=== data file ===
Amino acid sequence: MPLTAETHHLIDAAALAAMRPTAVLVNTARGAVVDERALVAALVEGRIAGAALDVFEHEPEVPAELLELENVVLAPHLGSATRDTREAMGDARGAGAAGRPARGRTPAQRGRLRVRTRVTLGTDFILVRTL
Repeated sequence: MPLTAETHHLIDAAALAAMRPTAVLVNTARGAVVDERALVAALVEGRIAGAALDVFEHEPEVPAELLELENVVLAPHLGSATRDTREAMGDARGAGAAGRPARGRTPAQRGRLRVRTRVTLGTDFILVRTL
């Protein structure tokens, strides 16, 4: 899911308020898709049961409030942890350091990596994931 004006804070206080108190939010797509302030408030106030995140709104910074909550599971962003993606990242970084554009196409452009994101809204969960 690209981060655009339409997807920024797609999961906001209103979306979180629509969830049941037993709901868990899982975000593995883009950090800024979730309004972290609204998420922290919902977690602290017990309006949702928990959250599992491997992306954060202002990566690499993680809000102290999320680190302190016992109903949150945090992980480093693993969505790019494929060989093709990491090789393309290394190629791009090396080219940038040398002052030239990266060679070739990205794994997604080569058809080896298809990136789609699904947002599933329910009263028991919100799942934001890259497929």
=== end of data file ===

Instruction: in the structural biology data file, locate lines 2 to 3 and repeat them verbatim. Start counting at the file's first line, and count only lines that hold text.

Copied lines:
Repeated sequence: MPLTAETHHLIDAAALAAMRPTAVLVNTARGAVVDERALVAALVEGRIAGAALDVFEHEPEVPAELLELENVVLAPHLGSATRDTREAMGDARGAGAAGRPARGRTPAQRGRLRVRTRVTLGTDFILVRTL
């Protein structure tokens, strides 16, 4: 899911308020898709049961409030942890350091990596994931 004006804070206080108190939010797509302030408030106030995140709104910074909550599971962003993606990242970084554009196409452009994101809204969960 690209981060655009339409997807920024797609999961906001209103979306979180629509969830049941037993709901868990899982975000593995883009950090800024979730309004972290609204998420922290919902977690602290017990309006949702928990959250599992491997992306954060202002990566690499993680809000102290999320680190302190016992109903949150945090992980480093693993969505790019494929060989093709990491090789393309290394190629791009090396080219940038040398002052030239990266060679070739990205794994997604080569058809080896298809990136789609699904947002599933329910009263028991919100799942934001890259497929």